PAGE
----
There Is No Fast Lane: Why Business Is (Or Should Be) Like Wine
When you first start up your business, it’s a mad rush to get all the things in place. Your business needs to percolate. Do all the things at the beginning, give yourself a great head start, but don’t expect the world the minute you are live.
When you first start up your business, it’s a mad rush to get all the things in place. It can feel like drinking from the firehose, exhausting and overwhelming. You’re never quite finished, but at some point you launch (woohoo!), and then the work really begins (What?! I just did ALL THE THINGS!).
Then you start to become worried about results and obsessed over data – where are my sales? Where are my customers? I’m doing everything right but it’s only trickling in! *cue frantic adjusting and tweaking*.
All the promises of instant results and dreams of a landslide victory lie smouldering in the corner. How could this be? This could be because it’s exactly what should happen. Unless you’ve been working for months before launch on a carefully crafted marketing plan, building an audience, nothing is going to transpire overnight.
You will most likely launch to crickets and a small choir of your best friends and family cheering you on (bless them). Here’s the thing: even if you launched with an existing audience and a bunch of people waiting excitedly for you to hit Publish, it will be a blip on the radar unless you are somehow able to maintain the excitement and momentum of your launch or your product delivers instant weight loss with no detrimental side effects.
The first takes a lot of energy, and resources. The latter, a Holy intervention.
Let it age
Your business needs to percolate. But we’re talking about wine here, not coffee (though my love for both is unrivalled). Do all the things at the beginning, give yourself a great head start, but don’t expect the world the minute you are live.
Or a month later. Or two months later.
Every business gets better with age, as long as it is tended properly and has a good foundation for growth.
There are many intriguing new wineries and winemakers, but the great ones have one thing in common: they think big. As soon as the winery’s founder considers that their winery may continue to exist after they’re gone, they think differently about how they develop their brand and, ultimately, how they make wine. (Wine Folly)
Wine gets better with age. Vines that grow the grapes produce better fruit the longer they have been allowed to grow. Everything about making fine wine involves patience, process and dedication. You cannot go to your local supermarket, buy a bunch of green seedless grapes, have a stomping party, throw that mess into a bottle and call it wine.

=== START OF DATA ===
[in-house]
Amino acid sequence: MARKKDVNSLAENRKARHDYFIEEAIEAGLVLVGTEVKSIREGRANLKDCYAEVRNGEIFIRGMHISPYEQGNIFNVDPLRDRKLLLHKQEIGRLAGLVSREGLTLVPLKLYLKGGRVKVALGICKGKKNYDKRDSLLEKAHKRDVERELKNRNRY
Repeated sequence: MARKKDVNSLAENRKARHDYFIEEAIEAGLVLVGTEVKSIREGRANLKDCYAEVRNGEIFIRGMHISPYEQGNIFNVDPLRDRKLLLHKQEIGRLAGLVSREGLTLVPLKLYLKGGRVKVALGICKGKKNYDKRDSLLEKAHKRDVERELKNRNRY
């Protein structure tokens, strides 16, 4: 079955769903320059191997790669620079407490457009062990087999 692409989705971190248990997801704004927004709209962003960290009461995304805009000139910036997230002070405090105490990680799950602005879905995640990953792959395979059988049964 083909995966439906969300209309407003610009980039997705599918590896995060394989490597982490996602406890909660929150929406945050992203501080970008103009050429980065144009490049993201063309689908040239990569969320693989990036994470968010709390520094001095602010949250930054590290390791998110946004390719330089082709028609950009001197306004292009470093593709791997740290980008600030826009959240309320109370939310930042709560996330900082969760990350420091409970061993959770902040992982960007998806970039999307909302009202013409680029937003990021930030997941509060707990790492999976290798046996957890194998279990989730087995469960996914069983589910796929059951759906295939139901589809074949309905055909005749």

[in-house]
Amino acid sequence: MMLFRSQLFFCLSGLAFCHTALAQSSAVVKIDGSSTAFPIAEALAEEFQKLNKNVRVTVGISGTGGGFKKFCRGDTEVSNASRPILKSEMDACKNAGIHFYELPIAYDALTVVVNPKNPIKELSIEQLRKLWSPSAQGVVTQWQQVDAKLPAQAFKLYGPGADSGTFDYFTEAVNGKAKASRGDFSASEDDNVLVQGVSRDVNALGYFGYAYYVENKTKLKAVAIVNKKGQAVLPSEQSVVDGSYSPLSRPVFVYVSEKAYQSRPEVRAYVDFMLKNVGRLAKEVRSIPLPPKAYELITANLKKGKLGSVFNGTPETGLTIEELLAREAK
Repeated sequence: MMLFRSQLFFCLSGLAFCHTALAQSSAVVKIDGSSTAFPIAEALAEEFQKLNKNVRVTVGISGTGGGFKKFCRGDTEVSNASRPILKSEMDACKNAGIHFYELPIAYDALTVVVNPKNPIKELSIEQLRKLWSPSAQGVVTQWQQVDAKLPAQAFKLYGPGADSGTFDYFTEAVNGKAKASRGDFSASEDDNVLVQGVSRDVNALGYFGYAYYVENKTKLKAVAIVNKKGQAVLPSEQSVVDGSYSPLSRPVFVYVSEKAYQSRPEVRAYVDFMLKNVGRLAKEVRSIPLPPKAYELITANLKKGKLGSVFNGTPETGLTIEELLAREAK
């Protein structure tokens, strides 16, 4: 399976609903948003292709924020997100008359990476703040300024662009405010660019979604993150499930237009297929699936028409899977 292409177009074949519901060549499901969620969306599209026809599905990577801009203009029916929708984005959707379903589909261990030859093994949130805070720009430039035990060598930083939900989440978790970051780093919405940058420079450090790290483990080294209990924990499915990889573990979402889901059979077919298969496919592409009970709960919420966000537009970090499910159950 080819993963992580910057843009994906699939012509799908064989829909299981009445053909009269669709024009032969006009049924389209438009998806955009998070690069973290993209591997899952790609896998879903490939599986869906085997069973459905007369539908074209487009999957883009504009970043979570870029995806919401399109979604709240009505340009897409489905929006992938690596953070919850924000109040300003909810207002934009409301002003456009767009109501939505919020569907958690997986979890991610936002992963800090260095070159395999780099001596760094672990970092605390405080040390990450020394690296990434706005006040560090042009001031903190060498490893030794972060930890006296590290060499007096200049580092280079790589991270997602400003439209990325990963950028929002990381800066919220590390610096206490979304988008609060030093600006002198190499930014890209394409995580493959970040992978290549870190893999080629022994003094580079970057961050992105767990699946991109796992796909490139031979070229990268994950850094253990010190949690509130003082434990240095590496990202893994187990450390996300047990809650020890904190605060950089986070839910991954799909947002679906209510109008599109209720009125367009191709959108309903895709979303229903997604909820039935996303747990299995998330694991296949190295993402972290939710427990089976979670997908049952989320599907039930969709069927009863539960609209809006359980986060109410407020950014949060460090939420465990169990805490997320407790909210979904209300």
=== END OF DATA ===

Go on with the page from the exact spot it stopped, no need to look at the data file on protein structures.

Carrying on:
Just like you cannot launch a business, run a couple of campaigns and expect success.
When you build yourself a plan, and a routine, and reasonable goals, here’s what happens:
You will build trust and relationships.
All the customers that you reach will see you out there, 5, 6, 7 times, providing value and being present in their space. They will learn to trust you and become familiar with you. Then, one day, something you say strikes a chord with them, because it lines up perfectly with a problem they are currently trying to solve, and they buy.
Because they trust you, and know you. Your customers are not all at the same place at the same time. While some are urgently looking for a solution to their problem, others are just starting to understand they have a problem. You will be there all the way through their decision-making process and when they are ready to buy, you’re their go-to.
You will achieve the results you expect.
Launching your business and expecting $500,000 in revenue in the first few months will leave you feeling absolutely demoralized when you manage to make $5,000.
When you launch your business and set your mind to achieve what’s reasonable and realistic, in short sprints rather than big, complicated campaigns, you will be far more motivated by your small wins and you will maintain your energy and enthusiasm to keep going to the next, bigger goal.
You will learn what your customers actually want.
You will also learn the language they use, how they buy, what makes them interested, when they make decisions. You will also learn what your market looks like, trends and patterns in buying, selling and marketing. You’ll see what the other players are doing and how your market reacts to them.
You’ll be able to adjust your offers to fit perfectly into the intersection of supply and demand.
You give yourself time to establish yourself as a thought leader.
Your personal brand is as important as your business’ brand. That only comes with time and presence and a concerted effort to keep stoking that fire. When you find yourself frustrated with slow progress, take a deep breath, make sure you have a plan and a vision, and keep at it. In business, your vintage counts for something, just as it does with your favorite Merlot.
Tell me in the comments…
What are some of the things you’ve learned after you launched? Did see results right away? Did you start with a plan?
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